In what may be a trend, I am seeing more people who, having earlier decided not to have their kids vaccinated, change their minds when faced with the prospect of actual disease. Lately, it's been tetanus.
People don't want their kids to have the discomfort of vaccination, or the chance of an adverse reaction, so the kids are not immunised. Then one day their child gets a deep cut, big splinter, dog bite or puncture wound.
Tetanus is caused by bacterial spores that are present all around us, especially in soil and manure. The bacteria grow best in deep or dirty wounds. Washing wounds thoroughly and immediately with soap and water is recommended, but for deep puncture wounds it's not enough. If enough tetanus spores are in a wound, symptoms can occur a week later, with agonising muscle spasms that can gradually involve the entire body and go on for weeks.
People with severe cases end up on ventilators in the intensive care unit.
Even with medical treatment, 10 per cent die and those who survive require months of rehabilitation.
In New Zealand, an average of five people a year get tetanus, almost all of them having not been immunised.
The vaccine is almost 100 per cent effective. But because we never hear about an actual case of tetanus, it's easy not to bother with vaccination.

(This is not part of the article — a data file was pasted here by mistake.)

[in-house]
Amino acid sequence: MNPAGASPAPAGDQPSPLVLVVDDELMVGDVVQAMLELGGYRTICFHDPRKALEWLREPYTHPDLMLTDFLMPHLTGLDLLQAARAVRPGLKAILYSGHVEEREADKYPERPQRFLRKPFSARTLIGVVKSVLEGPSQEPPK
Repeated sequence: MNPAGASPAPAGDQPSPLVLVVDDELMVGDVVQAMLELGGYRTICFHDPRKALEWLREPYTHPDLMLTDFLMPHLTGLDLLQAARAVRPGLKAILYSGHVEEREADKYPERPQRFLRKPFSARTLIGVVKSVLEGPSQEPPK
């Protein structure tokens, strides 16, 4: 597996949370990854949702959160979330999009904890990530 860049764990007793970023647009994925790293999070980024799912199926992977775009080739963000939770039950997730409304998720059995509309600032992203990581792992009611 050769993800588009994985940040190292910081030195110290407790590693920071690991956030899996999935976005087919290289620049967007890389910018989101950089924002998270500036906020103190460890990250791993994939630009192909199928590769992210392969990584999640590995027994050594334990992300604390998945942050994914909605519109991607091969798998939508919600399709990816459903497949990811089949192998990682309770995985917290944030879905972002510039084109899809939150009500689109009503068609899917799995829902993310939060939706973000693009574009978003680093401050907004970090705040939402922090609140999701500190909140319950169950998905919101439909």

When non-immunised people do get dirty wounds, catching up will mean getting a tetanus shot as well as a special shot of tetanus immune globulin, an antibody product taken from donor's blood that carries a small risk of infection as well as immune system side-effects.
It's often this way with vaccinations: we don't like injections or sore arms, but the alternatives usually are worse. The immunoglobulin (a fancy word for antibodies) gives immediate protection, while the vaccine takes two weeks to effect protection, which then should last us for years.
Gary Payinda MD works as an emergency physician, and would like to hear your medical questions. Email email@example.com (This column provides general information, and is not a substitute for the medical advice of your personal doctor.)